Strategies for a Low Interest Rate Environment
The Federal Reserve plans to keep interest rates low until at least 2023, in this article we offer six financial planning strategies that benefit from a low interest rate environment. Additionally, the Applicable Federal Rates (AFR)*, a series of interest rates that apply to personal loans and wealth transfer mechanisms, are at all-time lows. While low interest rates generate less yield on cash and bonds, they present a number of planning opportunities.
Moving assets outside of your taxable estate during your life will reduce your gross estate and, in turn, the amount of estate tax ultimately due. However, transferring the assets outright while you’re alive may trigger a taxable gift. To minimize this, you can take advantage of current low interest rates to maximize wealth transfer outside of your estate by:
- Creating a Grantor Retained Annuity Trust (GRAT) to transfer assets that have high appreciation potential.
- If successful, this trust can help you transfer assets outside of your estate using low or no gift tax exemption. During the trust term (typically 2 years), you receive annuity payments valued at the initial funding plus a predetermined level of return set at the 7520 interest rate (120% of midterm AFR rate). At the end of the term, the remaining assets (which are equal to earnings above the 7520 rate, if any) will transfer outside of your estate to the beneficiary or remainder trust you have directed. This wealth transfer method is more advantageous when AFR rates are low, as it is a lower hurdle rate for appreciation.
- Creating a Charitable Lead Annuity Trust (CLAT) to transfer assets that have high appreciation potential.
- This technique is similar to a GRAT, but instead of the annuity payments coming back to you during the trust term, they are paid out to a charity that you’ve named. At the end of the trust term, any appreciation can be transferred outside of your estate to the beneficiary or remainder trust you have directed. Depending on how this trust is structured, you could reduce or avoid estate or gift tax.
- Optimizing Intra-family loans
- You can make or refinance existing loans to family members or trusts for the benefit of family members without it being a deemed gift, as long as you abide by the published AFR and corresponding term. If that family member or trust invests the borrowed cash and earns more than the AFR rate, he or she has created additional wealth outside of your estate.
- Keeping loans within your family versus applying for conventional financing will also ultimately keep more wealth within your family, as the interest payments will come back to you instead of a bank.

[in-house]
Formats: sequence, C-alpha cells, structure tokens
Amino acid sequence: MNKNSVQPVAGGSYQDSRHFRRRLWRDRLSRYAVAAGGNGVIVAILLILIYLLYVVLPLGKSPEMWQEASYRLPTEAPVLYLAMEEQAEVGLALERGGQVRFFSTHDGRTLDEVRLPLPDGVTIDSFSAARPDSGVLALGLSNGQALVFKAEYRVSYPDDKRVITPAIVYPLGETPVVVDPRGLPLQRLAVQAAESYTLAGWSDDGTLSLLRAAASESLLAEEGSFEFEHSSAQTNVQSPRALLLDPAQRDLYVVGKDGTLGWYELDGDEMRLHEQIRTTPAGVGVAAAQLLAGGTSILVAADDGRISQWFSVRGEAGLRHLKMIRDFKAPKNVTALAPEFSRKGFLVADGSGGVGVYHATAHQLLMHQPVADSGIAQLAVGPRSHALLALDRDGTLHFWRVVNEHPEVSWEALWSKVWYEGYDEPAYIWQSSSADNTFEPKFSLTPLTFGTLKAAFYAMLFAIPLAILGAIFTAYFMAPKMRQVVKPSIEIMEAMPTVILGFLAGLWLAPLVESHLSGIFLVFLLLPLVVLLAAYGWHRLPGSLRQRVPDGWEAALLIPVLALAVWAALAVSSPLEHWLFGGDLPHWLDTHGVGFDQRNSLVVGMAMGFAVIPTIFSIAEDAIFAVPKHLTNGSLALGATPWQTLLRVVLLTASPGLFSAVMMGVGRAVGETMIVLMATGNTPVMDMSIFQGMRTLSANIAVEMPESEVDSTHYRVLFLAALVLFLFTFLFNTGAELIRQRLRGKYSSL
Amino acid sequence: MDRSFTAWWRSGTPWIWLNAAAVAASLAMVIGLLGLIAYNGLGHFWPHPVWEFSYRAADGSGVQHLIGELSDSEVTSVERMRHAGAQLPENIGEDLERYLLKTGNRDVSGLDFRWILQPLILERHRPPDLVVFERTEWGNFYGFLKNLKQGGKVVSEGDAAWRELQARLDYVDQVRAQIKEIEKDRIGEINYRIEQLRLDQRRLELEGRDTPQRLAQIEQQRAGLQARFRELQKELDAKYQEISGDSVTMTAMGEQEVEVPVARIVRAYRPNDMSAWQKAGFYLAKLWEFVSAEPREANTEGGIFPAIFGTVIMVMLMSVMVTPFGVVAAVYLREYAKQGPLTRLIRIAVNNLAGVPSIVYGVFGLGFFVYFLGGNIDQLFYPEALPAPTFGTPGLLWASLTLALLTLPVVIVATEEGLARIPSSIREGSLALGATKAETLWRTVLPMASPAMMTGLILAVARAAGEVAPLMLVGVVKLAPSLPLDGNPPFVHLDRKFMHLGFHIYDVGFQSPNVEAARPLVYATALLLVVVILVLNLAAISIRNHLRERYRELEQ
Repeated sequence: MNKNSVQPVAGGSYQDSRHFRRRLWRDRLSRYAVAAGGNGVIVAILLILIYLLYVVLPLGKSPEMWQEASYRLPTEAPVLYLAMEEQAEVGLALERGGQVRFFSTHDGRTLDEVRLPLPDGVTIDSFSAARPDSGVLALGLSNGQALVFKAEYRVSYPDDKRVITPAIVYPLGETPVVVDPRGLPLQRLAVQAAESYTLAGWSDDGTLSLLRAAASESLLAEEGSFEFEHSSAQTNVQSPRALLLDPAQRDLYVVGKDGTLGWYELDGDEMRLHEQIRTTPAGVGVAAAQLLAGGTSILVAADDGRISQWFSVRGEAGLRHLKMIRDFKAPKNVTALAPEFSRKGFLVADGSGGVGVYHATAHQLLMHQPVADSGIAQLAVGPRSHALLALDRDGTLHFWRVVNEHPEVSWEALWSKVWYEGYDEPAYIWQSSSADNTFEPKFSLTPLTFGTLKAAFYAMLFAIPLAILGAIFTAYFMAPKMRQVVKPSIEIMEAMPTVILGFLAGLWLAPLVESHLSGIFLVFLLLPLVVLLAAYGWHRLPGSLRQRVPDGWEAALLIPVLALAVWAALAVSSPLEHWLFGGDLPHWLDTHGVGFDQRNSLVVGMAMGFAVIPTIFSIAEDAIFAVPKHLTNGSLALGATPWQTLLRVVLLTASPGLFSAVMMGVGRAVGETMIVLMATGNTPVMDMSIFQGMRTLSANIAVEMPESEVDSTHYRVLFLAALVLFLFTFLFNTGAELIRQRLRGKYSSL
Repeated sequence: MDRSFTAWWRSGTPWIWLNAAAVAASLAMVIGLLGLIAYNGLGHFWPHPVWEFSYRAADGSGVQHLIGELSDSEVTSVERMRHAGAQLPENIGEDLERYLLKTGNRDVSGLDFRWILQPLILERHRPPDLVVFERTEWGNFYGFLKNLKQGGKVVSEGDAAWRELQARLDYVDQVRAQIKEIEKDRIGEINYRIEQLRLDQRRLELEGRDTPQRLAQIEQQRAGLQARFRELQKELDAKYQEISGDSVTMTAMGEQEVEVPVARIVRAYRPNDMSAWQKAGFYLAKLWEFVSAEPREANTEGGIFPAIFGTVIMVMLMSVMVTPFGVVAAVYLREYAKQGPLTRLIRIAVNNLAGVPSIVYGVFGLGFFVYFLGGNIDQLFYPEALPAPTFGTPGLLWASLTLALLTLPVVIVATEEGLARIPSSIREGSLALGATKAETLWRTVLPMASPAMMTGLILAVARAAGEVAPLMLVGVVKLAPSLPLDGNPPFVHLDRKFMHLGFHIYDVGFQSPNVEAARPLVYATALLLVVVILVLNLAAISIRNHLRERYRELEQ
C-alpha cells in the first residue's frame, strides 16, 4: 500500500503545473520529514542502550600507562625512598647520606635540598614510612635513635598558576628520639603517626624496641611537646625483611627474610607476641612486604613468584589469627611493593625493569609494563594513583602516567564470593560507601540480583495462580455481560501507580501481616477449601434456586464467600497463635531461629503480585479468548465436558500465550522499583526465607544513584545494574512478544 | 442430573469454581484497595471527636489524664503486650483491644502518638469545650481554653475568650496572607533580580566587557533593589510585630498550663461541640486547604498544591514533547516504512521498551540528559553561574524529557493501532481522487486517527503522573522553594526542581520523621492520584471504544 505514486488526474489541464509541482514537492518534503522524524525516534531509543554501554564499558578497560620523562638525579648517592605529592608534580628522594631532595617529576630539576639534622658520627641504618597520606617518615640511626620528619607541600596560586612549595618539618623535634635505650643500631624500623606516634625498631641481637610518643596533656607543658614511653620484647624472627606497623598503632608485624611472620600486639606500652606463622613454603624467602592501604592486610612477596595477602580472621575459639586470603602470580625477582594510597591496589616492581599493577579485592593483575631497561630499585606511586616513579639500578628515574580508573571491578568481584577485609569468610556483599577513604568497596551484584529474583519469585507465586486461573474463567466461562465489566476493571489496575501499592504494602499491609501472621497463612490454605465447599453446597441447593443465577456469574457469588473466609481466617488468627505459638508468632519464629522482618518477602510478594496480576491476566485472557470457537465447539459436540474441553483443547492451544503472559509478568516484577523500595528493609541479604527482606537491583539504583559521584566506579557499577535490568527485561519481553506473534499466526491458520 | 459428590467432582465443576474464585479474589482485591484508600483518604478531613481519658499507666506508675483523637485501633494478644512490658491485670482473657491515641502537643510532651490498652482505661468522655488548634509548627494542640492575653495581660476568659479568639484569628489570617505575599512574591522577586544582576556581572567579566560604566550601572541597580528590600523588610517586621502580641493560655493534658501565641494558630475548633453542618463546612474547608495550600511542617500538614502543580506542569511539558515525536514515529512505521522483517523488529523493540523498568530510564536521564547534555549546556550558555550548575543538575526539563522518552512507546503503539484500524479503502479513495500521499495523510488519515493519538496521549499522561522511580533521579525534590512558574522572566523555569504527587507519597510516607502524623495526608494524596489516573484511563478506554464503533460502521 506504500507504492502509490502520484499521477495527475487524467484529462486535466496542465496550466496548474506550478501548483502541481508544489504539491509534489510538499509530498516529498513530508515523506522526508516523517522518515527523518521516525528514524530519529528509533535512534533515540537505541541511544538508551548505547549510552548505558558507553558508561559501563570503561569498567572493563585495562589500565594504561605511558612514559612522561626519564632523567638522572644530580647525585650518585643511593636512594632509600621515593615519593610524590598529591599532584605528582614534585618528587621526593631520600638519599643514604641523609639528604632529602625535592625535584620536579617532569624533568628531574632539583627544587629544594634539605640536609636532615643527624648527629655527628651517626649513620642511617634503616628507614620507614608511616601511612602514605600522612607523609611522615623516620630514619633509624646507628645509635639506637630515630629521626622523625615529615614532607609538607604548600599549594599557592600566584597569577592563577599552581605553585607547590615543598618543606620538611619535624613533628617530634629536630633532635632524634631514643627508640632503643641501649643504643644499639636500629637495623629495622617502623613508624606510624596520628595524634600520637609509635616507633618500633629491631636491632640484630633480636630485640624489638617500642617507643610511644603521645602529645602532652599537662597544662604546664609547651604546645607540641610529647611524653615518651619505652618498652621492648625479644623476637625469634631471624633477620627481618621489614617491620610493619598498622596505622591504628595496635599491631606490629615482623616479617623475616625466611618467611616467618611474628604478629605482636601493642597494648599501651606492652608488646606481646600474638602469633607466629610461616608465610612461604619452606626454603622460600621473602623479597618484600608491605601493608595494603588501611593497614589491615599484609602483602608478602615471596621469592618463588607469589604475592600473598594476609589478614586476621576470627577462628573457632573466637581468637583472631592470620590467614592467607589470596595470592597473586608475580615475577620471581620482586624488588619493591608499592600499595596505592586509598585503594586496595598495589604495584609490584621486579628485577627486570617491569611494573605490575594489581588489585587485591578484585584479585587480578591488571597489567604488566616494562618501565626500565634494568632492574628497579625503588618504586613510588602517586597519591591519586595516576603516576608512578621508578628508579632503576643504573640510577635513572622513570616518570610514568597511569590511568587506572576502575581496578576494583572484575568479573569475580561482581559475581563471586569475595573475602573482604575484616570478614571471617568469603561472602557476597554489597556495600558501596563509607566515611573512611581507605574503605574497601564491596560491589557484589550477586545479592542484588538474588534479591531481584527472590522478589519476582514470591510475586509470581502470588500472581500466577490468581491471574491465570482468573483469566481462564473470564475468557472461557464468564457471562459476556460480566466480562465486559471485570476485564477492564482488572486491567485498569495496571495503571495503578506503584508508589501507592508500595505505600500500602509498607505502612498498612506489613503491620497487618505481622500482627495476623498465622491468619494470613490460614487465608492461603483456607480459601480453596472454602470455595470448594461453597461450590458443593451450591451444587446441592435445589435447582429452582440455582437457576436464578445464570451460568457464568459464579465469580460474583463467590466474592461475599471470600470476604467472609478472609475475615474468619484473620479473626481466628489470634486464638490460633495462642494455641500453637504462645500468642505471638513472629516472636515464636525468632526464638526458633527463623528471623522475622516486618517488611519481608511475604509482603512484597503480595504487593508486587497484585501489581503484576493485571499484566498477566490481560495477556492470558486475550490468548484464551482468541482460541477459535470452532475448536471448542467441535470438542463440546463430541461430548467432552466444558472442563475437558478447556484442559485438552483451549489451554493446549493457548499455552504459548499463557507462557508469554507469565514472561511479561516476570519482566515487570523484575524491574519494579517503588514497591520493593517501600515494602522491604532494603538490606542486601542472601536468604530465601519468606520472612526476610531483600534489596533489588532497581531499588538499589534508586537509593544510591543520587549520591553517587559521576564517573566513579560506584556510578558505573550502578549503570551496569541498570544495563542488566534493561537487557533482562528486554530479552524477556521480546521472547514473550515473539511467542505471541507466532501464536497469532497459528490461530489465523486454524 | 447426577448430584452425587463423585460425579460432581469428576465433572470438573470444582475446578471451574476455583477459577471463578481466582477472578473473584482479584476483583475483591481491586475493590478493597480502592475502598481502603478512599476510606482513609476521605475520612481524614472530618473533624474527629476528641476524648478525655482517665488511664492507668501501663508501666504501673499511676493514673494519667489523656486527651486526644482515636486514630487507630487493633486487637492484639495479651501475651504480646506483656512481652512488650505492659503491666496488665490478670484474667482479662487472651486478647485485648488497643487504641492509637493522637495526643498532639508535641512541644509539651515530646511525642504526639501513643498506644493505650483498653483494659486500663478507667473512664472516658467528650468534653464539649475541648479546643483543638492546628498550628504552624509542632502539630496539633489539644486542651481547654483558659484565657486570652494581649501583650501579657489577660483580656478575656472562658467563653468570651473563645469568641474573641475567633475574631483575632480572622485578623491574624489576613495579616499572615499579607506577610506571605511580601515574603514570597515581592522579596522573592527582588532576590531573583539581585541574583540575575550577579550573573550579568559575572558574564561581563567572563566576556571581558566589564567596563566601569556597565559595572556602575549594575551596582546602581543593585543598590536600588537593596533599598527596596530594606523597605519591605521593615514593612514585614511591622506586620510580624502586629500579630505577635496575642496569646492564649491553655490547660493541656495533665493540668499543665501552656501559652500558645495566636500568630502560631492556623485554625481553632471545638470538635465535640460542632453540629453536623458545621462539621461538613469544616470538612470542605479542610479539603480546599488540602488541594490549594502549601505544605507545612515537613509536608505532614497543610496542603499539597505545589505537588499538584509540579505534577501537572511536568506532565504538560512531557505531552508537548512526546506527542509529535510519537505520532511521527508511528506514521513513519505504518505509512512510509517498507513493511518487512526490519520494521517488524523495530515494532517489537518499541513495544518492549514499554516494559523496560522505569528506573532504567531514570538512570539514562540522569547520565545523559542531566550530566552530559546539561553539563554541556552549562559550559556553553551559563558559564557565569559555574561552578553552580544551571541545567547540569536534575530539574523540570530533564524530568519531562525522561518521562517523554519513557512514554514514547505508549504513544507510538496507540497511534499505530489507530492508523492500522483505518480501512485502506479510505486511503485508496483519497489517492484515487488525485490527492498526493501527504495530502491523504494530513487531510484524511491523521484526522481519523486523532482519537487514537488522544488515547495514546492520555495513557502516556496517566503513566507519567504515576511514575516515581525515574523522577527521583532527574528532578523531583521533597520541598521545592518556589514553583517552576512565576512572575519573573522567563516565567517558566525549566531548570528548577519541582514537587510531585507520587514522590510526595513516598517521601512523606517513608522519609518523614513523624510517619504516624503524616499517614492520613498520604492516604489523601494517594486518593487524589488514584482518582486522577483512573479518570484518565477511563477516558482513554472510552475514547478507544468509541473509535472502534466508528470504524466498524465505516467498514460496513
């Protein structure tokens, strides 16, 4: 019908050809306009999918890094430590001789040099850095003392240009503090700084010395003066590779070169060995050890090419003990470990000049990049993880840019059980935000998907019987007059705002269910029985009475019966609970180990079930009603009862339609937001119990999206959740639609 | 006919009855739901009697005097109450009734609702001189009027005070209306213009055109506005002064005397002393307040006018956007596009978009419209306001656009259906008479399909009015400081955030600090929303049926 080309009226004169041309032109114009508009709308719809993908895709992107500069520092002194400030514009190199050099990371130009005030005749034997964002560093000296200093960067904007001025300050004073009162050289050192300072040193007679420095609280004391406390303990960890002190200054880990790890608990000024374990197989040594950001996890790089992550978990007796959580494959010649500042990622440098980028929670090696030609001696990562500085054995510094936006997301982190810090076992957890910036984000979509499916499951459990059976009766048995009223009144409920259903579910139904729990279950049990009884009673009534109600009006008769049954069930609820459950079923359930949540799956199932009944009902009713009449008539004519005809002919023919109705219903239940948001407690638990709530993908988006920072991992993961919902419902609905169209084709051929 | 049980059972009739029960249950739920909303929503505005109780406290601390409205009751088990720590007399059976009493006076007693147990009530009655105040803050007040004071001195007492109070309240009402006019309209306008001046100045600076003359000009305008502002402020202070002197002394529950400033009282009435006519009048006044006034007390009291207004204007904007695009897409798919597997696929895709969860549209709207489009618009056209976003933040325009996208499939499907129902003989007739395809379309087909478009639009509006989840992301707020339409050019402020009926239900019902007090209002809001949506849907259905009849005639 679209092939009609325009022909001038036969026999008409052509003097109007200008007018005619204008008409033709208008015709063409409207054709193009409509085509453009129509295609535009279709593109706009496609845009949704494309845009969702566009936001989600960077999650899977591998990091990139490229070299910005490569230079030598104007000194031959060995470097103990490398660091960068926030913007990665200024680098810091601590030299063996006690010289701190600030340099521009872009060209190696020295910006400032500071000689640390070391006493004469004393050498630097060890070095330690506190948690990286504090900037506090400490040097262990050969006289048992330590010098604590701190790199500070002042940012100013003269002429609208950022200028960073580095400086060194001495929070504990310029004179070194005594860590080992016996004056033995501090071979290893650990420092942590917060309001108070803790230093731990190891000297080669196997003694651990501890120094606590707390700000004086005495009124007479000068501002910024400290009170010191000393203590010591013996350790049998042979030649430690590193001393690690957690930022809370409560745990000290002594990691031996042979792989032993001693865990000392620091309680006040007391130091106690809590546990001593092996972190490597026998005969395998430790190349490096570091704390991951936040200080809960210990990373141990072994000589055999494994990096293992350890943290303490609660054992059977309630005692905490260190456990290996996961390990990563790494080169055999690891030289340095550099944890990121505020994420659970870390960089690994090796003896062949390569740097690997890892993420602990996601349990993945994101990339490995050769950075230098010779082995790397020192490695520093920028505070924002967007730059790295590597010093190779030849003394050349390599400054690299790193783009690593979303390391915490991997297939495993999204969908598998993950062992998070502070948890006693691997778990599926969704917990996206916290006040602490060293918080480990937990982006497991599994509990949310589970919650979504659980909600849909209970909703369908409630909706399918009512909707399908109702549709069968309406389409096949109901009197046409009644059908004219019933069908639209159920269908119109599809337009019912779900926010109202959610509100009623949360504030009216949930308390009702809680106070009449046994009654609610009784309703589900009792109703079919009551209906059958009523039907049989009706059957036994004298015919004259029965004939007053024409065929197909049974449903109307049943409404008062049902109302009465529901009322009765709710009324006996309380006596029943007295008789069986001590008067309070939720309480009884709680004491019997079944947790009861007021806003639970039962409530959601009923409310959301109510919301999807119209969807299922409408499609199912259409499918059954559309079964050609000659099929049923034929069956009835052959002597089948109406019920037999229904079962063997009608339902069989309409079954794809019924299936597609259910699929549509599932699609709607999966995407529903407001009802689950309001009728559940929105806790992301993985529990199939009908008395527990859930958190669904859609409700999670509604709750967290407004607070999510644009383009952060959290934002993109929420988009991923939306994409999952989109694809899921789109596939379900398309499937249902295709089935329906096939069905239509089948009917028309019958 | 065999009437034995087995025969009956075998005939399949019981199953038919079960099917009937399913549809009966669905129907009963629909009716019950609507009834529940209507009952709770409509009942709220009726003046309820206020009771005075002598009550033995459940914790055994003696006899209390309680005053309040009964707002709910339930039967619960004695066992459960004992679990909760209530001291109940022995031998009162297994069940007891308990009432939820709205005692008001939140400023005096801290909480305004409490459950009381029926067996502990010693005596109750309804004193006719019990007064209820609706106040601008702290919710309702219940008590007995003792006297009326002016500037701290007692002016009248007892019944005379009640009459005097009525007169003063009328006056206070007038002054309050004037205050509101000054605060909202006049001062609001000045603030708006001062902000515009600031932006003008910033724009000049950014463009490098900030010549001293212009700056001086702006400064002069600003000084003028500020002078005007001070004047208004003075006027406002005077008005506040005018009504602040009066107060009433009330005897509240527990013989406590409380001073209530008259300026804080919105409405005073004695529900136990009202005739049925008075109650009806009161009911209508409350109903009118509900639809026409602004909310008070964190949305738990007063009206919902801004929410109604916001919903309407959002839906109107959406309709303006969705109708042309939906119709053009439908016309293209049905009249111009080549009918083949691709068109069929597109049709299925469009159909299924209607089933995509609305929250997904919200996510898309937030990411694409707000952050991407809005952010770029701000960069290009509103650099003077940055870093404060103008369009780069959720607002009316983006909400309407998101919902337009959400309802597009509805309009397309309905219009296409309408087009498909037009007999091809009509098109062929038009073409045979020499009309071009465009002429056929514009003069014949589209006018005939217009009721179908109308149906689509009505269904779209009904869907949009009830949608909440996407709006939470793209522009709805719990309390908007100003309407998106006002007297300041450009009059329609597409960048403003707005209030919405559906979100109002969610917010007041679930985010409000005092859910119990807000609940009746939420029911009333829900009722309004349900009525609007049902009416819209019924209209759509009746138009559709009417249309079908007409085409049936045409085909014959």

Taking on a prudent level of debt in a low interest rate environment can be beneficial. You could take advantage of current low borrowing rates to maximize your earning potential by:
- Refinancing existing debt to take advantage of drop in rates and lower interest payments
- Financing your first and/or second home
- Using an interest only product (7/1 or 10/1 ARM, for example) will minimize your monthly payments while giving you more cash to invest and hopefully earn more than the interest rate over the term of the loan.
- If you are taking advantage of a cash-out refinance, your ability to deduct the interest is dependent on what you use the cash for. If used for anything other than capital improvements or purchasing investment assets, the interest will not be deductible (there are some cases where you can deduct as mortgage interest up to a certain cap if it is done within a short time frame from the purchase).
- Utilizing a margin loan to increase buying power to potentially earn a return on investment that is greater than the borrowing cost. This technique comes with risk, including permanent loss of capital as market factors could create a margin call, requiring possible untimely liquidation of securities.
In this time of uncertainty, it is a great time to review your goals and determine whether there are techniques that can be applied to maximize wealth accumulation and transfer to help meet your long-term objectives.
*Applicable Federal Rate (AFR): The IRS publishes rates monthly for short (up to 3 years), medium (4–9 years), and long (10+ years) terms. Using these rates for personal loans will avoid a challenge from a gift tax standpoint.